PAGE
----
Gov. Lamont’s new executive order — imposing stiff fines on struggling state residents for non-compliance with his onerous restrictions on social gatherings — is tantamount to punishing Connecticut’s people for success. It’s unfortunate that, rather than encouraging and supporting people during one of the hardest years they have faced perhaps ...
Yankee Institute Statement and Policy Recommendations Regarding Death of George Floyd
Dear Connecticut friends,
Our hearts are broken for all those across our country who are in pain right now. As Dr. King taught us, “injustice anywhere is a threat to justice everywhere.” At times like these, we realize we are only a policy organization. We grieve with those who are hurting — from the families and friends of George Floyd, Ahmaud Arbery and Breonna Taylor, to every person of color across the nation who is suffering emotionally, physically, and spiritually.
Here is what we do know. We have been in Connecticut for a long time thinking about ways to improve the lives of our citizens through sound policy. And we do that by truly listening, by providing irrefutable research, and by developing solutions – roadmaps that we believe offer all people the chance for a brighter future. At Yankee Institute, our tagline is “free to succeed” – and we take it seriously. We will always be committed to ensuring that every individual in our beautiful state truly has the opportunity to become the person he or she was created to be.
Right now, people want change, and we want to listen and step forward to help make change happen. We have done a lot of thinking already, over many years, about difficult issues Mr. Floyd’s death have once again brought to the forefront. Those include policy reforms that would hold those in power more accountable to the people. We offer them here as a way to give all of us hope. We offer them here because, as a think tank, it is what we have to offer at this time. Specifically:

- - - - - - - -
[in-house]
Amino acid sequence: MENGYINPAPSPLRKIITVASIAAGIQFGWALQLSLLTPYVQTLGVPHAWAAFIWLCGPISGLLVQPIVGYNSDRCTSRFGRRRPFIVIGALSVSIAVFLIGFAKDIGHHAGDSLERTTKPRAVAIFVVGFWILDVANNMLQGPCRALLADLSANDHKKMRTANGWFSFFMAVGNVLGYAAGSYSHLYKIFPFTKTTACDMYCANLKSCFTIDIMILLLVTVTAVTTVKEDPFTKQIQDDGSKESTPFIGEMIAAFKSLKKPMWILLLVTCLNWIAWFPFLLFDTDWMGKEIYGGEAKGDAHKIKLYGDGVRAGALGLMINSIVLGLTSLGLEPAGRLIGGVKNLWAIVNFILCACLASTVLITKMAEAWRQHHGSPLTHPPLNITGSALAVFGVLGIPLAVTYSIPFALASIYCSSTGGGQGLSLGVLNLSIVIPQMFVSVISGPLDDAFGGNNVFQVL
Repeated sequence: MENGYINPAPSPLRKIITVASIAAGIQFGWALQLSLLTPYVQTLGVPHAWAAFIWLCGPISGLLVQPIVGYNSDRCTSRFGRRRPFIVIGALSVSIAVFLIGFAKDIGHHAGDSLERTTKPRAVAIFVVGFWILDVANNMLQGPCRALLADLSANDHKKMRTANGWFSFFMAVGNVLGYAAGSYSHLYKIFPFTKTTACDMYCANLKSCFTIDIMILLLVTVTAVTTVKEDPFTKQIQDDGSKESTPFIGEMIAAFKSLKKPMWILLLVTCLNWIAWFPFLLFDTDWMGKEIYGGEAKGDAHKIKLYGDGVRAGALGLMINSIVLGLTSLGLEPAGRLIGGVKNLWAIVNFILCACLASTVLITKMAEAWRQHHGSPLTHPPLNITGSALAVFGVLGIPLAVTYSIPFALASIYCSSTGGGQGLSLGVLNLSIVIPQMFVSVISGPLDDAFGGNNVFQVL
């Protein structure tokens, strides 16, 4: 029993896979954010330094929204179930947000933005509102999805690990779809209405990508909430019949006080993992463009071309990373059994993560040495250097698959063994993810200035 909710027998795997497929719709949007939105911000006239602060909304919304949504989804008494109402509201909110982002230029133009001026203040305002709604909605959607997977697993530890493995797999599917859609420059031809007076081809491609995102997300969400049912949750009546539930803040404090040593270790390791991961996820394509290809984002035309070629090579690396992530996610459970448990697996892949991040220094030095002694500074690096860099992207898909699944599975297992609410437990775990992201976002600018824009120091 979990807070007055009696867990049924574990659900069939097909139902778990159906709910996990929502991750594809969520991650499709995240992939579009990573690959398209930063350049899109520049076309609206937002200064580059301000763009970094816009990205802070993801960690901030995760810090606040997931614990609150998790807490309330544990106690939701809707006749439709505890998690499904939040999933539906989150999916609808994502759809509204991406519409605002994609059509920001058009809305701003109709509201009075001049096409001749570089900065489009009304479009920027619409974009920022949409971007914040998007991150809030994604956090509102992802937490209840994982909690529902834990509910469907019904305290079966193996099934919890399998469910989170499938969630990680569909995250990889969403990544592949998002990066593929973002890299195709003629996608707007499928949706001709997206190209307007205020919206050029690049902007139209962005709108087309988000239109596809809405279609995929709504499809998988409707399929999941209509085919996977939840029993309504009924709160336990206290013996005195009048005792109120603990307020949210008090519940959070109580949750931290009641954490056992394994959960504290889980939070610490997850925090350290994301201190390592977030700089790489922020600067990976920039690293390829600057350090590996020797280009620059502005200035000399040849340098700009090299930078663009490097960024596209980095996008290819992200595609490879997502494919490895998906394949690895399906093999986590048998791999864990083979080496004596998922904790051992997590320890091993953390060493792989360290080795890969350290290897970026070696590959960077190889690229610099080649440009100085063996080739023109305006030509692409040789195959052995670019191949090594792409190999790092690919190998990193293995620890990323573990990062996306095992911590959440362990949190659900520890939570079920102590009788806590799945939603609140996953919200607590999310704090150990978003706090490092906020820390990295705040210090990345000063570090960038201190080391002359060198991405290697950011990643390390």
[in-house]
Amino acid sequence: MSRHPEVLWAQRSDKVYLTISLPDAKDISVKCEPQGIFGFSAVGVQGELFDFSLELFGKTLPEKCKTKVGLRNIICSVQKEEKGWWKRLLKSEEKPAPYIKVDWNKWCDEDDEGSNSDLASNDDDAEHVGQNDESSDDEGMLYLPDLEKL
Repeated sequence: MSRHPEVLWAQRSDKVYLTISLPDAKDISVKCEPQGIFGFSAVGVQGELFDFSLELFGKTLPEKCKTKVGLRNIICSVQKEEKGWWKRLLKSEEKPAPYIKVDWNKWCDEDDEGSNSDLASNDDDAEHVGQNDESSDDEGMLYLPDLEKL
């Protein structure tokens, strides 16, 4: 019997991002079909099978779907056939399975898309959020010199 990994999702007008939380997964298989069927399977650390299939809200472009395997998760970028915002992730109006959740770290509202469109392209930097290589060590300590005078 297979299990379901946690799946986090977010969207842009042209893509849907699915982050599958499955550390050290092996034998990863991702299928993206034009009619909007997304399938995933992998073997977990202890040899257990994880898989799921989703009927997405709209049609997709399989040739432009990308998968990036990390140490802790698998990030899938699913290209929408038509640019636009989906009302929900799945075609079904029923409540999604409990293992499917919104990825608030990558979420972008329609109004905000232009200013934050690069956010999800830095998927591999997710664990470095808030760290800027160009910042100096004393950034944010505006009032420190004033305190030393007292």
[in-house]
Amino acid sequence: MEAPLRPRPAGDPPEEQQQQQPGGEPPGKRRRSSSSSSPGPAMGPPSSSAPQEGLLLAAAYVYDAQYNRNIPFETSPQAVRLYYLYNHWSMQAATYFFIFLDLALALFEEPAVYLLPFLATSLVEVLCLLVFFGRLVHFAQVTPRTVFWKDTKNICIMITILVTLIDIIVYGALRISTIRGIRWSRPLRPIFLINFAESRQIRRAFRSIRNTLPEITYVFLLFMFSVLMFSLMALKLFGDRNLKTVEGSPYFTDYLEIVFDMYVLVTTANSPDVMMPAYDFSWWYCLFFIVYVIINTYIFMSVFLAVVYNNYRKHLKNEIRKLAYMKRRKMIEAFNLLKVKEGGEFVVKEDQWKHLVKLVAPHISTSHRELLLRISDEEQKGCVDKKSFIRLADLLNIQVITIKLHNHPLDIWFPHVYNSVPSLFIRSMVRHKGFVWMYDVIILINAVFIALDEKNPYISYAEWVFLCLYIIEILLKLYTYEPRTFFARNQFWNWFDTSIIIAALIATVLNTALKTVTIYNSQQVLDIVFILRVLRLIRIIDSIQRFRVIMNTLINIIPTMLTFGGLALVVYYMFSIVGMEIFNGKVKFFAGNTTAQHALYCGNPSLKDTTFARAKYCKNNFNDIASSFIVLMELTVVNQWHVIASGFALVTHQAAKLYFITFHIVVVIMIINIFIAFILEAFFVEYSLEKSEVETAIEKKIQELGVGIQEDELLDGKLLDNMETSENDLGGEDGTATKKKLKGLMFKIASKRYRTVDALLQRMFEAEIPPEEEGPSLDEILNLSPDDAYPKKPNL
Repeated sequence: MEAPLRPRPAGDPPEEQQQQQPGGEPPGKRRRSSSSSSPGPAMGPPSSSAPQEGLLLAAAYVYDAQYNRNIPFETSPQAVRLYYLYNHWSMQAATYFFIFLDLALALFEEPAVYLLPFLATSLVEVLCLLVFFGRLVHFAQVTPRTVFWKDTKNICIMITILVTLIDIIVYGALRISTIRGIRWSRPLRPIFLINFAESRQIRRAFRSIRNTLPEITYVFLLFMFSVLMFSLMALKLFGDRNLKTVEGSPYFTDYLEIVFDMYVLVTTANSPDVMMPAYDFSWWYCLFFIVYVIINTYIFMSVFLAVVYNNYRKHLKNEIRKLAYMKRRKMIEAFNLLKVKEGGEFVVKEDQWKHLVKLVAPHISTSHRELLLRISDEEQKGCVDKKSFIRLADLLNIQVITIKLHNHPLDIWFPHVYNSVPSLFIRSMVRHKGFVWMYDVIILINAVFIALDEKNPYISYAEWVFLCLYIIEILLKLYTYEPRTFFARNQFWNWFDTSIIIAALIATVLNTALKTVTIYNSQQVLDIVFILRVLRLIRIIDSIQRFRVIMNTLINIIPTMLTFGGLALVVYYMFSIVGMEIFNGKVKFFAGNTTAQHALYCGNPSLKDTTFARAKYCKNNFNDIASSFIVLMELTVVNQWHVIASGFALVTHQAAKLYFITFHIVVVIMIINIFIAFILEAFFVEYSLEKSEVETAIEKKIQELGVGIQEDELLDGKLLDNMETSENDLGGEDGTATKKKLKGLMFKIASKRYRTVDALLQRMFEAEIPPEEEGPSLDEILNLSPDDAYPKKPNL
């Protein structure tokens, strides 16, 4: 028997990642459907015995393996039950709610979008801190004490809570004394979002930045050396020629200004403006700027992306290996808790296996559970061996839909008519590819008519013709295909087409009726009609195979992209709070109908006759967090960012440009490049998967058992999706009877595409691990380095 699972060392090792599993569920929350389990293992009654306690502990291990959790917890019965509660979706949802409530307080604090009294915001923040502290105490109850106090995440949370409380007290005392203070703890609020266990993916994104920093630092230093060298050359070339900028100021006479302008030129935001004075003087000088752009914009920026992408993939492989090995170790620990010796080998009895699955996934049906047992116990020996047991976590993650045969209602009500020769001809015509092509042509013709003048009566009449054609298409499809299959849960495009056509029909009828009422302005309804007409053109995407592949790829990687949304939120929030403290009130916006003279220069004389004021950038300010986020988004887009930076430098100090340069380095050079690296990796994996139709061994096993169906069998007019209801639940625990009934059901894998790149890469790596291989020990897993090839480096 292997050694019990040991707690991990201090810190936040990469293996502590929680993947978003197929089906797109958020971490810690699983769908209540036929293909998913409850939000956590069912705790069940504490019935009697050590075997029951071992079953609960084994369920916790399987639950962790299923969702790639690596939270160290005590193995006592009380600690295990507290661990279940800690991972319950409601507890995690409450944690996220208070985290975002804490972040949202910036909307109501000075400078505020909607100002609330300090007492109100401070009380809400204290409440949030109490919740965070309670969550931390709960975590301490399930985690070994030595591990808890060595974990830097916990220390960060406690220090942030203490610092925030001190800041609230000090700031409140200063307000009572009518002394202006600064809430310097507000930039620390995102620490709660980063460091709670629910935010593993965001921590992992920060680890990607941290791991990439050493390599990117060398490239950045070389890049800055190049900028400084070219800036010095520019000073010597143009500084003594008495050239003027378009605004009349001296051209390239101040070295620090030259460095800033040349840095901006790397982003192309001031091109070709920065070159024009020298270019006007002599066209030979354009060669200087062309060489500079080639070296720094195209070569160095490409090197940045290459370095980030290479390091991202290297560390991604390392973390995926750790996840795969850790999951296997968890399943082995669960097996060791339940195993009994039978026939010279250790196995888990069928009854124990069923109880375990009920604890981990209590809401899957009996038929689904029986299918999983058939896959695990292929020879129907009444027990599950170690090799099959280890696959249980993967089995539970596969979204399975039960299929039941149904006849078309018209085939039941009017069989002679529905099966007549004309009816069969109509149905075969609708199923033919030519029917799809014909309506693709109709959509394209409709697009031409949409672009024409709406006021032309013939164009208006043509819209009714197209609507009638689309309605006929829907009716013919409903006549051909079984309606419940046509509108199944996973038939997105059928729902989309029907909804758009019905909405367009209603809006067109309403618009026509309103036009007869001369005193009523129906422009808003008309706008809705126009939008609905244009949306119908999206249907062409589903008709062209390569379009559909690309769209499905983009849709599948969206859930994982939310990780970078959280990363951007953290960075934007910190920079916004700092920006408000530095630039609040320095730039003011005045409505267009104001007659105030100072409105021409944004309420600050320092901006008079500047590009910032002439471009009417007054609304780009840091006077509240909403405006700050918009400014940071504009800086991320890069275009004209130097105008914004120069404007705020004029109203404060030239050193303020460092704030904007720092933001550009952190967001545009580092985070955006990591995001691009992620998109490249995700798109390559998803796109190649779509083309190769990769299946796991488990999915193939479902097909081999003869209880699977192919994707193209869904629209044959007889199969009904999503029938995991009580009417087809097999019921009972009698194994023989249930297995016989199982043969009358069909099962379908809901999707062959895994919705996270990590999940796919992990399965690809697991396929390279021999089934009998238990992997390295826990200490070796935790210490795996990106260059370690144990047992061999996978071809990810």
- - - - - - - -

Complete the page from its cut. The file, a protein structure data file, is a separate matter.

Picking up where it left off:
- Reforming union contracts, which studies have shown increases the likelihood of the use of force by police, dictate disciplinary proceedings and may allow past disciplinary records to be expunged from employee files;
- Reforming the arbitration process, which is dictated by contract and favors upholding work contracts rather than preventing bad actors from returning to their law enforcement jobs;
- Ending a Connecticut-specific loophole called “supersedence,” which allows any union contract to override state law; and
- Reforming rules regarding civil asset forfeiture, which would strongly disincentivize law enforcement from seizing personal property unless there is an actual commission of a crime.
Over the coming days and weeks, we will share more details on these and other policy plans that we hope will spark a discussion for positive change. For as long as it takes, we stand ready to work with all people of good will to do what Yankee Institute was created to do – help ensure equal opportunity for all in a fair and prosperous Connecticut. And we cannot shy away from the difficult questions we all face right now. All of us have a role to play in the path forward. I am here to say that Yankee Institute is clear in what our role can be – and that we are committed to serving the people of our state.
Finally, as always, we also want to listen. Please email us and let us know how you feel. If you’ve never thought of speaking with a policy organization and are not sure why you would, just start by telling us about yourself and what you want to see for the future of Connecticut. Your input helps us craft policy that takes care of people – not government – and I will see every communication you send.
Carol Platt Liebau
Yankee Institute for Public Policy
Yankee Institute applauds many of the actions Gov. Ned Lamont has taken since assuming emergency powers during the COVID-19 pandemic. Indeed, the governor has rolled back some regulations that Yankee has, for years, identified as harmful to Connecticut. But extending those powers – with the acquiescence of the leadership of ...